HomePlug by measuring the power level on the powerlines
at several locations in a home using a spectrum analyzer.
We found that HomePlug devices generate significant
interference at 6.78 and 13.56 MHz, yet no interference is
seen at 27.12 MHz. Due to the growing popularity of
HomePlug , we eliminated 6.78 and 13.56 MHz as
options for the SNUPI sensor nodes.
For the remaining frequency bands, we conducted
experiments in which we injected signals into the powerline
at 27.12, 40.68 MHz, and 2.45 GHz using a signal
generator connected to a custom powerline interface, and
measured the signal levels at various locations of a 3 floor,
371 square meter home using a spectrum analyzer. We
concluded that 27.12 and 40.68 MHz signals travel through
the powerline with little attenuation in comparison to
2.45 GHz signals. To further test both 27.12 and
40.68 MHz, a small 4 cm x 4 cm loop antenna was excited
with a signal generator, and placed at every position in a 1
meter grid (250 locations) of a 2 floor 280 square meter
home. A spectrum analyzer was used to monitor the
received signal at a single wall outlet. The spectrum
analyzer was connected to the ground and neutral lines of
the powerline, and a simple high-pass filter was used to
block the 60 Hz signal from the powerline. A similar
experiment, using sparser grid, was also conducted on a
75 square meter apartment. From these experiments, we
found that both 27.12 and 40.68 MHz perform very well;
however, 27.12 MHz was chosen due to the availability of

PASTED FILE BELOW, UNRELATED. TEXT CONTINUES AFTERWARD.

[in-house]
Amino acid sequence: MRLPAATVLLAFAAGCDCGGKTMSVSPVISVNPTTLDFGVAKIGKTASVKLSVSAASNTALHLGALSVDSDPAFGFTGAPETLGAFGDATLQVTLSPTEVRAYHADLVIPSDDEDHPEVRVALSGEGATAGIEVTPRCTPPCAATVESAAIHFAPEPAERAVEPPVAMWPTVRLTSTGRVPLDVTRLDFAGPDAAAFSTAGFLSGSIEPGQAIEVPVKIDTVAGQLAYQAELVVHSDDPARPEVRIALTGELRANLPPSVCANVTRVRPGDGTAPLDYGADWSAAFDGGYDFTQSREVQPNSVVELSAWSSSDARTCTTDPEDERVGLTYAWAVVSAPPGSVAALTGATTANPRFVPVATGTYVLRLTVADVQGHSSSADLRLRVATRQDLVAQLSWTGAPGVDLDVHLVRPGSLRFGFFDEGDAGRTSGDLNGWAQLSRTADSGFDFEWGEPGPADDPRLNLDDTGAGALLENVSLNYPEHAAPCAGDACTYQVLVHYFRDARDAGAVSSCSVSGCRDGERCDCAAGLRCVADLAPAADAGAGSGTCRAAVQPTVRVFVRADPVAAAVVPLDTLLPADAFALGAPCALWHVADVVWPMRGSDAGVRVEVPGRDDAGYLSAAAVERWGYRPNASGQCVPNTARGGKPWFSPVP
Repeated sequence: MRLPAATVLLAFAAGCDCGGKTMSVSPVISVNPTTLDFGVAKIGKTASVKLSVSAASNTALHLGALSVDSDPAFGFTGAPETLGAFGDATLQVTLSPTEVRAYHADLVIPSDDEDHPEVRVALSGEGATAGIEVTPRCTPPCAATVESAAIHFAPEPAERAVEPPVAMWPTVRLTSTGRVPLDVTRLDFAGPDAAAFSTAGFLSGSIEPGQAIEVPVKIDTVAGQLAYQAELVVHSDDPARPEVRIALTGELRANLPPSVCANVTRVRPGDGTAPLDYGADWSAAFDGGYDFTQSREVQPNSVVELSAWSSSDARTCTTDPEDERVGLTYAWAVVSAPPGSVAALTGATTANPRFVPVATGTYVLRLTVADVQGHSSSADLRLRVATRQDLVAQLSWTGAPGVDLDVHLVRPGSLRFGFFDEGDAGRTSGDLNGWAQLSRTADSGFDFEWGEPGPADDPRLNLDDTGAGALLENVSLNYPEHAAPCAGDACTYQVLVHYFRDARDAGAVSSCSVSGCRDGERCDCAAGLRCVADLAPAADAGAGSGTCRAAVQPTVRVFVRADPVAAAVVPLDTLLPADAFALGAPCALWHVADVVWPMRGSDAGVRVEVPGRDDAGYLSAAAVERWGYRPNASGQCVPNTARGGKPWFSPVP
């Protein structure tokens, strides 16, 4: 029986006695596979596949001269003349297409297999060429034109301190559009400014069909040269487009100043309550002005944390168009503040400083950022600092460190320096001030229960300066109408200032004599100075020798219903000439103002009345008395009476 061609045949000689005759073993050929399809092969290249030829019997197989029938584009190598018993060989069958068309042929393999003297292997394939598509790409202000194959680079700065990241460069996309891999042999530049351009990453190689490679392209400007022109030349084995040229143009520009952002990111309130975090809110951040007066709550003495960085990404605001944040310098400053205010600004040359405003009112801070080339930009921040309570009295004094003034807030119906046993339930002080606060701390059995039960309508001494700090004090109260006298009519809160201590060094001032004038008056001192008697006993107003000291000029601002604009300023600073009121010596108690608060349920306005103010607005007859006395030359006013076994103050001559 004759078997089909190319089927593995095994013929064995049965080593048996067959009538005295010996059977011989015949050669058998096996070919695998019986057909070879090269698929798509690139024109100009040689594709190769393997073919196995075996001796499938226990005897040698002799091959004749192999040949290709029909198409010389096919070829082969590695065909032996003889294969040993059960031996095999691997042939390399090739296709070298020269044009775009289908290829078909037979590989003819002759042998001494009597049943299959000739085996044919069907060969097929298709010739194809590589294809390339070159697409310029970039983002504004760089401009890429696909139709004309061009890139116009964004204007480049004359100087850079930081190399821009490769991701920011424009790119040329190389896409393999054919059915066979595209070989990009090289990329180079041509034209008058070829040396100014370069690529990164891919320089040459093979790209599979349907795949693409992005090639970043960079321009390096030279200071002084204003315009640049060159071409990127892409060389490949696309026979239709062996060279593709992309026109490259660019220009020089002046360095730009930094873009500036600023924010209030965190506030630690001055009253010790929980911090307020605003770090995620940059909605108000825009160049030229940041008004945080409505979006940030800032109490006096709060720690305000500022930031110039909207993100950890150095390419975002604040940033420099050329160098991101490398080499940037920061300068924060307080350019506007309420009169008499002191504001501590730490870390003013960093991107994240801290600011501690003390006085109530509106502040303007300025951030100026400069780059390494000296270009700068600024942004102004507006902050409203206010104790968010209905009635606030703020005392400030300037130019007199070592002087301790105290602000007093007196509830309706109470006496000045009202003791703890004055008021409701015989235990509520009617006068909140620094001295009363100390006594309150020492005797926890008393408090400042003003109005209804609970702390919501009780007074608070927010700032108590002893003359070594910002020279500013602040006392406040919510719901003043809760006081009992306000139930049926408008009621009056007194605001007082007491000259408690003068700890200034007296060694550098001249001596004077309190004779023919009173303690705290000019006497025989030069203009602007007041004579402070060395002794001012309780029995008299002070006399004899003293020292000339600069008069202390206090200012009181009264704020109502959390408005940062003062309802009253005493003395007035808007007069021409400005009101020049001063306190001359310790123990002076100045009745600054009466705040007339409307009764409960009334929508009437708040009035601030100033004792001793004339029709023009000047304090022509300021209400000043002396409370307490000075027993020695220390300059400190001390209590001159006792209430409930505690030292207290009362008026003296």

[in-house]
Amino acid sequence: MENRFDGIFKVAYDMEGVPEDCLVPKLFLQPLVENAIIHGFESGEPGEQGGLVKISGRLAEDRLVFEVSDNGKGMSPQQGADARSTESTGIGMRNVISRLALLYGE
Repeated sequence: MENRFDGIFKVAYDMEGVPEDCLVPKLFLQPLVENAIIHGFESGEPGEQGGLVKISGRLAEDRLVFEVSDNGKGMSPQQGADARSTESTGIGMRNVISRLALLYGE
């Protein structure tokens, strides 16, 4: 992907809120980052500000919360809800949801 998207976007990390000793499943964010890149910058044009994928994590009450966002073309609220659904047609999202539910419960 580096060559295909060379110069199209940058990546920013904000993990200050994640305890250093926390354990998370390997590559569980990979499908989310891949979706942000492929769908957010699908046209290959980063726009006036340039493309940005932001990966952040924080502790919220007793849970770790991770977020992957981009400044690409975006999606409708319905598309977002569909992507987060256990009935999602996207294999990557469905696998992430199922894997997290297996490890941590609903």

crystal resonators and power consumption can be reduced
by operating at lower frequencies.
These whole-home experiments showed that we were able
to couple a 27.12 MHz signal to the powerline from
anywhere in the home, and detect the signal at a single
central location on the powerline with a signal to noise ratio
(SNR) of at least 3 dB, when using an antenna output power
of only -45 dBm, assuming a 50 Ω load. This extremely
low-power result motivated us to design a full sensor node
that could operate while consuming less than 1 mW of total
power while transmitting.
Low-Power Sensor Nodes
A number of wireless sensing platforms exist both in the
research community and commercially. MITes is a low-
power sensor kit that was designed for long-term
deployments to sense human activity . A number of
other platforms have also been available to the ubicomp
community, such as Smart-Its , uParts , Berkeley /
Crossbow Mica-family motes , iMotes , and
BTNodes . Commercially available platforms include
sensor nodes available through EnOcean , various
ZigBee platforms , Crossbow Motes , and
SunSPOTs , among others. As we discuss later, these
solutions are often very power hungry when used for long-
range in-home applications, even at low bitrates of 10 kbps.
Work in the wireless sensing community has led to a
variety of ultra-low-power wireless solutions that typically